George Osborne is running out of friends, and fast

Economic Outlook: The booing that Slasher received at the Paralympics shouldn’t surprise anyone. The fact is his failing policies are causing millions to suffer needlessly

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In October 2010, after only a few months in office, George "Slasher" Osborne made a speech to the Tory party conference in Birmingham where he sneered that the world and his dog supported his slash-and-burn nonsense.

"On one side there is the IMF, the OECD, the credit rating agencies, the bond markets, the European Commission, the Confederation of British Industry, the Institute of Directors, the British Chambers of Commerce, the Governor of the Bank of England, most of British business, two of our great historic political parties, one of the Miliband brothers, Tony Blair, and the British people. On the other side is Ed Miliband and the trade union leaders who put him where he is. The national interest or the vested interests. I know which side we're on. We will stick to our plan. Deal with the debts. And get our economy moving again."

He clearly has stuck to his disastrous plan – and look where that has got us. We've just had an irrelevant mini-reshuffle of a Cabinet that apparently has more people with Oxford degrees in PPE than there are women. But there's been no change in economic policy and still no growth plan, just more dither.

Slasher certainly hasn't dealt with the debts, and needless to say hasn't got the economy moving again. In fact it is actually smaller today than when he took it over, and we are still 4 per cent below peak output at the start of 2008.

Allowing people to build a few more conservatories doesn't do it. The growth committee is a farce given that the Tories had 13 years in opposition and the Coalition has been in office for 28 months and all they are going to do is talk about a growth plan.

In 2010 there were many more of us who opposed the strategy, tooth and nail, including the majority of economists who "growth denier" Slasher subsequently dismissed as "deficit deniers".

But let's look in detail at his long list of supporters. The IMF and the OECD did support him, as did a number of business leaders, the CBI, the BCC and the IoD. The Governor of the Bank of England, the bond market and credit agencies were apparently also supportive, but what did they know? That same Governor that failed to spot the biggest recession in a hundred years and who knew nothing about Libor fixing even though everyone else did, as was documented in minutes of a meeting of bankers held at the Bank of England in 2007 and chaired by Paul Tucker, his deputy. Two political parties were supportive, although the Lib Dems had opposed the policy in its 2010 election manifesto. It looks like poetic licence to suggest that David Miliband and Tony Blair were big fans. The British people weren't exactly supportive: given the state of the economy this was the most winnable election in half a century for an opposition. The party that advocated austerity only received 39 per cent of the vote in the May 2010 election in England. In Scotland they received 16.7 per cent of the vote and 15.2 per cent in Wales. When you exaggerate, you do tend to get found out.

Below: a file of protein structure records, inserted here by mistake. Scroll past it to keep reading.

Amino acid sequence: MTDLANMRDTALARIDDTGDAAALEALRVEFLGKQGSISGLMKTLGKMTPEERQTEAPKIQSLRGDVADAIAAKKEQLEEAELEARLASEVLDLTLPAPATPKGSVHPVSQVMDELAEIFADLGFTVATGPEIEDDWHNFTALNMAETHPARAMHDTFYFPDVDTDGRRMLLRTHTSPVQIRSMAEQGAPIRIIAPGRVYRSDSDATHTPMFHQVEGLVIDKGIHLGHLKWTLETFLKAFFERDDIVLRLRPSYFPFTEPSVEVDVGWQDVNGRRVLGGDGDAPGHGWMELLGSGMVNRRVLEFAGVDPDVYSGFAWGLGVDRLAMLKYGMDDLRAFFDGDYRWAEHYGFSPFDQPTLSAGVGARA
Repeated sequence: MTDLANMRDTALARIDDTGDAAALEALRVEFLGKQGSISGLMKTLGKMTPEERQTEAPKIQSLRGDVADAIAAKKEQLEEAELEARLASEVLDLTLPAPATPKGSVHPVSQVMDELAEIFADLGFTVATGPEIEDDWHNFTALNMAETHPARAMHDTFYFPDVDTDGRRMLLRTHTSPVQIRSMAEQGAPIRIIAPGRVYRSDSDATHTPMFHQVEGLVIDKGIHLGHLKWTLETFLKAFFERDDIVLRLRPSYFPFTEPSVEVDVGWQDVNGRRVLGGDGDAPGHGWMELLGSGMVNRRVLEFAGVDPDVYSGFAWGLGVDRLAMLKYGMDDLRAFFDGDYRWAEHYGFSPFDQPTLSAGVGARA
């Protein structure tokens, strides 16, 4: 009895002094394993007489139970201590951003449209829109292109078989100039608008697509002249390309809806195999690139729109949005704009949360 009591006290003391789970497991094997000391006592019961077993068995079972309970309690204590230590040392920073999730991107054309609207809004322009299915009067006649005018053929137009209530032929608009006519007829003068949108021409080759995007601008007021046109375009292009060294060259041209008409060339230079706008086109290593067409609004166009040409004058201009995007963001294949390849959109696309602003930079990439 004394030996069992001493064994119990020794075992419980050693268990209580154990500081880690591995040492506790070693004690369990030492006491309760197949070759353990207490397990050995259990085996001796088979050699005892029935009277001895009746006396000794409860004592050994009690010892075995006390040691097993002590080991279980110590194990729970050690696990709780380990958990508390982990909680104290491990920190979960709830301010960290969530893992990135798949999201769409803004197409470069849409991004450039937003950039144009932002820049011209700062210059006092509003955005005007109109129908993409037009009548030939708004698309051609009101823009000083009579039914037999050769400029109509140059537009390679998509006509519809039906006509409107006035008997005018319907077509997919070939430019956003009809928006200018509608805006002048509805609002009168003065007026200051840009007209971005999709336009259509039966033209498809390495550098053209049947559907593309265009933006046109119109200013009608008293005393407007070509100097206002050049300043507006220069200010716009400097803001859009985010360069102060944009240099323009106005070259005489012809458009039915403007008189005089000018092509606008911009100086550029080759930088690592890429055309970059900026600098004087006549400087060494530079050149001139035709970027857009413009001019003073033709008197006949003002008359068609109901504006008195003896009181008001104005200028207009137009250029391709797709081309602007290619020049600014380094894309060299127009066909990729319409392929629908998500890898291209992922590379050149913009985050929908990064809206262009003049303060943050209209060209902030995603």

That was then: what about now? The British people have made it clear they certainly aren't supportive now. Labour has held a double-digit lead for the last six months, and approximately two-thirds of those polled say they "disapprove of the Government's record to date". According to a recent YouGov/Sun poll that seems pretty typical – the voters are not supportive of the economic strategy. So the booing that Slasher received at the Paralympics shouldn't come as much of a surprise.

The British people have bailed out, if they were ever in. David Miliband and Tony Blair are not supportive. The CBI, IoD and BCC have called for a change of course to boost growth; businessmen and women who signed letters of support in 2010 have remained remarkably silent in 2012. Silence, of course, is golden. Thankfully, Sir Mervyn King has been rather quiet on fiscal policy recently. The credit rating agencies have put the UK on negative watch, and there is general agreement that bond yields are low because we have our own central bank that will not raise rates any time soon as there is zippo growth. As Larry Summers noted this week, moves in credit default swaps for holdings in the UK's debt suggest that investors are more concerned about economic weakness than anything else. The absence of growth is a rising threat to our AAA status.

That, of course, brings us to the IMF and the OECD. In its most recent evaluation, the IMF argued: "Recovery has stalled. Post-crisis repair and rebalancing of the UK economy is likely to be more prolonged than initially envisaged. Confidence is weak and uncertainty is high."

The IMF called for a more supportive macroeconomic stance and a slowing of fiscal tightening if the recovery remains stalled, which it has. The IMF downgraded its UK growth forecast in July by more than any developed nation: to 0.2 per cent in 2012, down from 0.8 per cent it forecast in April, and 1.4 per cent in 2014, down from 2 per cent.

The final nail in Osborne's economic coffin this week came from the last organisation to jump ship, the OECD, who last week slashed their UK growth forecast to minus 0.7 per cent in 2012.

Yet despite the collapse of his fan club, Slasher still continues with his failed Plan A. The raft of new announcements was entirely underwhelming. The PM continues to show he is clueless: as he wrote in The Mail on Sunday two days before the reshuffle – "the fundamental truth at the heart of this debate: you cannot borrow your way out of a debt crisis." Actually you can, and should. Cameron and Osborne's days are numbered.

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